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Report highlights higher levels of Catholic Inequality

20 March, 2008

Sinn Féin Equality spokesperson, Foyle MLA Martina Anderson, has described today's Labour Force Survey report that highlights higher levels of inequality among the Catholic community as providing a 'compelling and unanswerable case for the primacy of the equality agenda'.

Ms Anderson was commenting after the launch of the Labour Force Survey Religion Report 2006. The statistical report, which is conducted annually, measures socio-economic comparative indicators in the six counties.

Ms Anderson said:

"Historical patterns of discrimination and inequality suffered by the Catholic community are still not being effectively addressed.

"This report provides detailed evidence of structural inequality across our society. It shows persistently higher levels of disadvantage in the Catholic community and provides a compelling and unanswerable case for the primacy of the equality agenda.

"For over thirty years, official reports, including this, have repeatedly demonstrated that Catholics remain more likely to be unemployed. Moreover, disproportionately higher long-term unemployment rates for Catholics haven't changed much in fifteen years.

"According to this report, on every socio-economic indicator, Catholics remain proportionately worse off; for example:

  • Catholic females are more likely to be economically inactive
  • Catholics are more likely to be economically inactive on grounds of ill-health
  • Catholics are more likely to be renting social housing and less likely to own their own homes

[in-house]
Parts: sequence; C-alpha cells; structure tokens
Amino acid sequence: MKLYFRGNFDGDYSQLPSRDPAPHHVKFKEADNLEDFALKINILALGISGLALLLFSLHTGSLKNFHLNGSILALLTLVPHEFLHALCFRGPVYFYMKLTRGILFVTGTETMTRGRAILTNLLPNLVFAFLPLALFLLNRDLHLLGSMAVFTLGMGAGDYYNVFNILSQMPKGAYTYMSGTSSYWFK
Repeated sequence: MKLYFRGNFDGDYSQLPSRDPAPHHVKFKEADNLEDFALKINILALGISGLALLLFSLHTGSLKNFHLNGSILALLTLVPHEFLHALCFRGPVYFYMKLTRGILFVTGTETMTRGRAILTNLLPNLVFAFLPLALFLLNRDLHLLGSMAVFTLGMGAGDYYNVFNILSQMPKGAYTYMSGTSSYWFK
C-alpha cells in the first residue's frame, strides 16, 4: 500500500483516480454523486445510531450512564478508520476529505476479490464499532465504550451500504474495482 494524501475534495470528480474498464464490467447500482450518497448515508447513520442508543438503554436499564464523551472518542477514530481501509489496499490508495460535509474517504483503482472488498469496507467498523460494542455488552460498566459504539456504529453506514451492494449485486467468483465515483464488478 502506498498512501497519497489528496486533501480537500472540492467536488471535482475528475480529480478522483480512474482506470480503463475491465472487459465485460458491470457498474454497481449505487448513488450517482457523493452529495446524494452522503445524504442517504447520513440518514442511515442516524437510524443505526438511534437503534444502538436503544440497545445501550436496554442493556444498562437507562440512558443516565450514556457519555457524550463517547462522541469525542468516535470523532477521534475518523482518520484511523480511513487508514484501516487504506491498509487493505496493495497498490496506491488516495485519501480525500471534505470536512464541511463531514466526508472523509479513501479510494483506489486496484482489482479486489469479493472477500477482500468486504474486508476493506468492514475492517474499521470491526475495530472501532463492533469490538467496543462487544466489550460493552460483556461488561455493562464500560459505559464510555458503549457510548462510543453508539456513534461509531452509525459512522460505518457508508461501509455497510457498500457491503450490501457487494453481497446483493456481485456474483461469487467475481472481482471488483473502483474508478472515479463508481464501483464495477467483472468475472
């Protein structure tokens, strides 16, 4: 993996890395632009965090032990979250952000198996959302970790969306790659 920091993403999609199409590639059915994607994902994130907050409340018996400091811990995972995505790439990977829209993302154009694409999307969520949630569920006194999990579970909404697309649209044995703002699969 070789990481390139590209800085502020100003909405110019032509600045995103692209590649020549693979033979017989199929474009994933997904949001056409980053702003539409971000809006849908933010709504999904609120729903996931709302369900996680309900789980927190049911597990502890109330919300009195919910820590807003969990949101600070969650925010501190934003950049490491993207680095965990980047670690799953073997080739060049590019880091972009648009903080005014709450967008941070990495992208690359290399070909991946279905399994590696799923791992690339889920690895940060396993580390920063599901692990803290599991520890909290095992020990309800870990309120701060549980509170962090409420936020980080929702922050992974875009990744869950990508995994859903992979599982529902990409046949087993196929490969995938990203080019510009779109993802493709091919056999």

• Catholics are less likely to be economically active
  • Catholic females are considerably less likely to be employed than Protestant females

"While official statistics repeatedly demonstrate persistent patterns of socio-economic inequality there are powerful influences still maintaining the fiction that everything would be fine if the so-called 'two communities' could just get along a bit more. That is neither credible nor acceptable.

"Overall increased prosperity has clearly not been used to tackle historical patterns of discrimination and inequality. That is no accident.

"That is why the Assembly must tackle discriminatory patterns of regional investment, public procurement and strategic economic growth by the public sector. We want to tackle poverty and inequality wherever it exists.

"We must also use the Assembly to promote affirmative action and substantive equality measures for all sectors of society, in line with best international human rights practice.

"Today's report demonstrates the considerable struggle which still lies ahead to ensure that the equality agenda is placed at the heart of every state structure in the six counties." ENDS

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